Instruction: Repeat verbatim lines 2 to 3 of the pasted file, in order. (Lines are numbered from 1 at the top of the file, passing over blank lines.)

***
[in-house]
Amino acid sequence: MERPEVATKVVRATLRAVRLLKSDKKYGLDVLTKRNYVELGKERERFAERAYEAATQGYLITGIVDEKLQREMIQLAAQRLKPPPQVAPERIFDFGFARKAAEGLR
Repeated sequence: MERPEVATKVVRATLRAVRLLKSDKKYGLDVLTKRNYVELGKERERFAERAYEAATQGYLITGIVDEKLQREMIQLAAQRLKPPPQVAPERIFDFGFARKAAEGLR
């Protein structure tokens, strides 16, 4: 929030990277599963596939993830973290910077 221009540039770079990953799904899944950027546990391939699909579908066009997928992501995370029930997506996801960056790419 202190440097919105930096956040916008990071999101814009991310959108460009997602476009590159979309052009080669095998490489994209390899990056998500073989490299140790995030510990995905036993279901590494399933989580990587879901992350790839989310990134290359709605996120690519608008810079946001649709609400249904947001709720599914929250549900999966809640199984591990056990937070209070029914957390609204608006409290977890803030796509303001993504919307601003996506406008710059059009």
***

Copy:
Amino acid sequence: MERPEVATKVVRATLRAVRLLKSDKKYGLDVLTKRNYVELGKERERFAERAYEAATQGYLITGIVDEKLQREMIQLAAQRLKPPPQVAPERIFDFGFARKAAEGLR
Repeated sequence: MERPEVATKVVRATLRAVRLLKSDKKYGLDVLTKRNYVELGKERERFAERAYEAATQGYLITGIVDEKLQREMIQLAAQRLKPPPQVAPERIFDFGFARKAAEGLR